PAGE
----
Saturday 9th April | 9.00 am EST | 2.00 pm UK | 3.00 pm Paris
90 mins | recording available for 14 days (if you can’t attend live register to automatically receive the recording link)
It goes without saying that pretty early on in our journey with Ashtanga yoga we almost inevitably come up against an obstacle presented by the hips.
We are also used to hearing how the sequence was made in India for Indian bodies. Living at a time, they naturally had the openness to do with ease the postures we now struggle with. Perhaps this is due to genetics or not sitting on chairs.
That is to say, the sequence ought to flow with relative ease. Attempting to jam ourselves into certain postures (generally the lotus-work of the primary series), is not the answer. We are struggling against a tightness that will not necessarily be alleviated by the daily performance of the posture itself.
Indeed, the prerequisite of the posture is often taken as the demand of the posture itself. In other words, the hips should already be fairly open when we start manipulating the knees. Otherwise, it is the knees themselves that suffer.
Avoiding Knee Injuries
Hence, knee injuries in ashtanga yoga are so common to be almost ubiquitous. To enjoy a comfortable, injury-free practice we need to start with our hips. If we want to work safely and efficiently, we may have to do some preparation work. To repeat, the posture is not to open the hips. The postures, take as a given pretty open-hips and work more deeply from there.
We don’t often develop greater flexibility at the hips going through the sequence. This is because we cannot really access the work in a posture we are simply struggling to get into.
So many people have asked for further hip-openers then, not finding any progression here in a daily practice of primary, or even intermediate series. It is for this reason, as well as my own experience, I have put together a whole sequence of stretches focussing on the hips.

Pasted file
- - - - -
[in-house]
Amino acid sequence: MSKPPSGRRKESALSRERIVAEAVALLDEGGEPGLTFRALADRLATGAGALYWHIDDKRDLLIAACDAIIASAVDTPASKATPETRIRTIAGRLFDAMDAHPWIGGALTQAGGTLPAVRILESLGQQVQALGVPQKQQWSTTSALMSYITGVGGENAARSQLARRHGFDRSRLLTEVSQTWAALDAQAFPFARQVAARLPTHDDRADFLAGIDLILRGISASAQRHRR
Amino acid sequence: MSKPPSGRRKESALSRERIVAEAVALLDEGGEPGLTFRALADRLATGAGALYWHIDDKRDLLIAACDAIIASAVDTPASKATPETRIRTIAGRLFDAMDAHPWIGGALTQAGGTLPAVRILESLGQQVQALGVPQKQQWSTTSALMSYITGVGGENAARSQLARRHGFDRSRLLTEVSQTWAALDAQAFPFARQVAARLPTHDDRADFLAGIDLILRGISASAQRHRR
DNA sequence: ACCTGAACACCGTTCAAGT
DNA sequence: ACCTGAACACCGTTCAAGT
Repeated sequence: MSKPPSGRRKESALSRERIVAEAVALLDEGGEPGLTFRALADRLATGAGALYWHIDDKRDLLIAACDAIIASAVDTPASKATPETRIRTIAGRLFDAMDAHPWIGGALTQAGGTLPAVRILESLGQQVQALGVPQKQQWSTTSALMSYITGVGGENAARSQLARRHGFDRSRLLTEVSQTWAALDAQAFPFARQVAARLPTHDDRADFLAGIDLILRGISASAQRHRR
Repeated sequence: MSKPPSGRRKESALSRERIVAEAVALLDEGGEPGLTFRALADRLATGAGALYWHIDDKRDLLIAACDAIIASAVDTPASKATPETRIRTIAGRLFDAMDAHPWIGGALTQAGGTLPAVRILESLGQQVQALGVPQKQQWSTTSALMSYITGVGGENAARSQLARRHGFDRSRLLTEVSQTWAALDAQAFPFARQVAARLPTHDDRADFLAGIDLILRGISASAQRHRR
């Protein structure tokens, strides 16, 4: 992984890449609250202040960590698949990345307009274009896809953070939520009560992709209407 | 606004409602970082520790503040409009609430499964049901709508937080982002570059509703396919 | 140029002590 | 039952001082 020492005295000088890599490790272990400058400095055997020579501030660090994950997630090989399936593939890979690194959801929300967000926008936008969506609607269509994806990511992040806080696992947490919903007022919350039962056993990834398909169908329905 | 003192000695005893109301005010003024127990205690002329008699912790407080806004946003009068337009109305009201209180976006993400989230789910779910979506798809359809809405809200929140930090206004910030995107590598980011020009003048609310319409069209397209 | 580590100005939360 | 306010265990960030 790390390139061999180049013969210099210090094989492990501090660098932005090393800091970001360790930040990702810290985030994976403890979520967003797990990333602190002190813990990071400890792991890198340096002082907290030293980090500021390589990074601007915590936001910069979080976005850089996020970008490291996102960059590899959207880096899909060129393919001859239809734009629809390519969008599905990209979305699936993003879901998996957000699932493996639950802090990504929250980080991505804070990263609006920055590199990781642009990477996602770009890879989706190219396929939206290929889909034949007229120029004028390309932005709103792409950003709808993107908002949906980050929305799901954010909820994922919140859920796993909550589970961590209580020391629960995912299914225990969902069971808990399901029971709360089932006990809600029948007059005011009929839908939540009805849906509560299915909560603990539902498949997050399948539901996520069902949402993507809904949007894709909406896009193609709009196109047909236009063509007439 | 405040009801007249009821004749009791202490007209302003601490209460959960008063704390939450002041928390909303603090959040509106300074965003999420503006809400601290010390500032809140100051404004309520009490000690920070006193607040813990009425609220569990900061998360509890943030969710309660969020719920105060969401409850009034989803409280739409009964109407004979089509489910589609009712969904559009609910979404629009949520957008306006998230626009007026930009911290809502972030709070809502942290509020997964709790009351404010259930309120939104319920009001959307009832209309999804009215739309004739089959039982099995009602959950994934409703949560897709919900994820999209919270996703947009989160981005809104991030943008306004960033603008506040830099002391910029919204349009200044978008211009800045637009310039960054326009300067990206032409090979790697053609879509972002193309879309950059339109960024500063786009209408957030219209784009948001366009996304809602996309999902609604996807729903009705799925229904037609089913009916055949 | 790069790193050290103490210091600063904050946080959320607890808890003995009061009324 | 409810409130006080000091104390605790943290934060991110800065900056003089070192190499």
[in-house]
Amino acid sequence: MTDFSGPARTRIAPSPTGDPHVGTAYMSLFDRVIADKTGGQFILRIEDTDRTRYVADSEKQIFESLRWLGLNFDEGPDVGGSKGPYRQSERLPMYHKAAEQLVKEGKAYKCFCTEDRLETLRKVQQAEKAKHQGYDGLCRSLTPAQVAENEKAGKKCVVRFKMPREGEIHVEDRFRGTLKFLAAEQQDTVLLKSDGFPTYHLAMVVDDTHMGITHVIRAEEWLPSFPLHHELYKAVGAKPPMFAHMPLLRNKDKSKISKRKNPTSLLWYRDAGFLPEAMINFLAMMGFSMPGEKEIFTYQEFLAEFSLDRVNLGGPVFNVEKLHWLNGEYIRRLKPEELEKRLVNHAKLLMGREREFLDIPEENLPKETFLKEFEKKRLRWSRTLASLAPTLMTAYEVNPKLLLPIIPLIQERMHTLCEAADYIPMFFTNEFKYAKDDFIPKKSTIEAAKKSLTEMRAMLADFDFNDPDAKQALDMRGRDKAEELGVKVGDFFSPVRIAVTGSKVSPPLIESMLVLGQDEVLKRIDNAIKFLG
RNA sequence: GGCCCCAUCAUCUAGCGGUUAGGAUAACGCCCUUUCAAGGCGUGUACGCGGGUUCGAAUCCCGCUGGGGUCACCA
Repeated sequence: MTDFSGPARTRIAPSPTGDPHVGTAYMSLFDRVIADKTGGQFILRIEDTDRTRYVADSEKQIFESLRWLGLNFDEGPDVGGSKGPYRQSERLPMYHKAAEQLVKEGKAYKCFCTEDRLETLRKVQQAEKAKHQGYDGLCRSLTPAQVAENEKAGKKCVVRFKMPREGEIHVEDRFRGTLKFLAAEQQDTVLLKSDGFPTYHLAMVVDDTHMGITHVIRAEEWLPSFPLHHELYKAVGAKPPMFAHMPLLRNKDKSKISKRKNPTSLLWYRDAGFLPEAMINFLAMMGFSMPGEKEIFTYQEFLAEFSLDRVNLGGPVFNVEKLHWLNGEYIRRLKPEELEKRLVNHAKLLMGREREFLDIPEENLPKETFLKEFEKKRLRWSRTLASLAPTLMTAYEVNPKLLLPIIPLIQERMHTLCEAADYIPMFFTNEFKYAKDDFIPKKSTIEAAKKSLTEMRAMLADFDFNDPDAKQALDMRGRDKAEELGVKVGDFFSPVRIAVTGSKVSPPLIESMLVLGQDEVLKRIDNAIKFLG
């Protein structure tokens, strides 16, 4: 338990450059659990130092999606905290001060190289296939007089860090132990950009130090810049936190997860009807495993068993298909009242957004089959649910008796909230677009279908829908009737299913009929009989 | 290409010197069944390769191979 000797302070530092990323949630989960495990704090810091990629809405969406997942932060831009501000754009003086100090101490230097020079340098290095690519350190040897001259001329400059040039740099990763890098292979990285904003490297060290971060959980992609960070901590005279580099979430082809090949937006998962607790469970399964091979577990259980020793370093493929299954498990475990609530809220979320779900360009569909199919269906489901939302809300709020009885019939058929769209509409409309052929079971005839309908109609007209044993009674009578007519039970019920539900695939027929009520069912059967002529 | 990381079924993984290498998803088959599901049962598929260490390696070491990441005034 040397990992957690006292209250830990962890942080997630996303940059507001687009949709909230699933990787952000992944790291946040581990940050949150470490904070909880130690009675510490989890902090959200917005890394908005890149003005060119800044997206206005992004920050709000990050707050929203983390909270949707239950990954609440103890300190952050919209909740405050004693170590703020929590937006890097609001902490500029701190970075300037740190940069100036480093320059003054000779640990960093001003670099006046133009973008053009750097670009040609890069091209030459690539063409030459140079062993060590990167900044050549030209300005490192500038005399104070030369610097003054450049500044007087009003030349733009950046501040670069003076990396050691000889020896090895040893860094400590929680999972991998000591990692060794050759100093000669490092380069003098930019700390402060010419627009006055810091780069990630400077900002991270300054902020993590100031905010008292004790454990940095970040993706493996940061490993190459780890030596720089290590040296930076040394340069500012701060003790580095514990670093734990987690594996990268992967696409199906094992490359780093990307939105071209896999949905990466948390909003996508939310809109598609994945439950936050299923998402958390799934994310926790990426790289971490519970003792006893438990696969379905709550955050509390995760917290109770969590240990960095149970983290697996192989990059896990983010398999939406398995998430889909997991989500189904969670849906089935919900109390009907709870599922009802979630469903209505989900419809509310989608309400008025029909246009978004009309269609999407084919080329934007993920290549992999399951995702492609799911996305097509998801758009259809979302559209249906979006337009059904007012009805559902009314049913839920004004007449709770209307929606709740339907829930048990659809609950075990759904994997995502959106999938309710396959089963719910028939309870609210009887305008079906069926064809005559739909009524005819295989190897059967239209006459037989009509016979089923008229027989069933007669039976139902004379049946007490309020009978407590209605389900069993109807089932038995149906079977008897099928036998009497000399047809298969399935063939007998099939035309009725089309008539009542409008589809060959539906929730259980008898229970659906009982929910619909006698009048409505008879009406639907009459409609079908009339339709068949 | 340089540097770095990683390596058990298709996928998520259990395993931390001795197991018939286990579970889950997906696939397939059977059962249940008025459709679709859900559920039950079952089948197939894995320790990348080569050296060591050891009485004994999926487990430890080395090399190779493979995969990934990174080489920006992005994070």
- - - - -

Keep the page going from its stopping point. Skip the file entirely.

The level of the stretch is not so important as the embodiment of the feeling of one’s own body doing it. We are simply looking to connecting to feeling; remembering also that a lot of tightness in the hips is also emotional. Therefore, the workshop is relevant to all levels. It’s not about the degree.
I believe everyone will enjoy this workshop as its more unique to get a pre-made sequence, along with the breath-count, vinyasa aspect. Whereas, often hip-openers tend to be static-stretches with no breath emphasis or flow.
Knowing we all love a sequence, I believe participants will be more likely to take this away and do it at home. We will go through a 15/20 mins sequence a couple of times leaving space for specific tips (and questions) about particular areas of difficulty – whether marichyasana D or ekapadas sirsanana in the second half of the workshop.
About Adam Keen
Adam has been practicing Ashtanga yoga since 1998 and teaching since 2004. He is one of few practitioners to have completed the Advanced A (third) series in Mysore under the guidance of Sharathji Jois. In 2012 Adam received level 2 authorisation to teach the full intermediate series.
He has taught and lived primarily in his native London, as well as Vancouver, Istanbul, Spain, Crete and India.
Adam’s primary influence on the way he teaches is Mark Darby. He is committed to facilitating the individuals experience of yoga. His teaching is approached with a lightness of touch and an open mind.
Having practiced daily for over 25 years he has realised there is no one way to do things. It is from this perspective that Adam shares his suggestions with clarity and humility.
Adam is the host of the Keen on Yoga Podcast, a continuous student of philosophy as well as a prodigious thinker and writer. He also trained as a homeopath and began his work life as a vegetarian chef at Buddhist and yoga retreat centres.
Cost €20 approx £17 | $23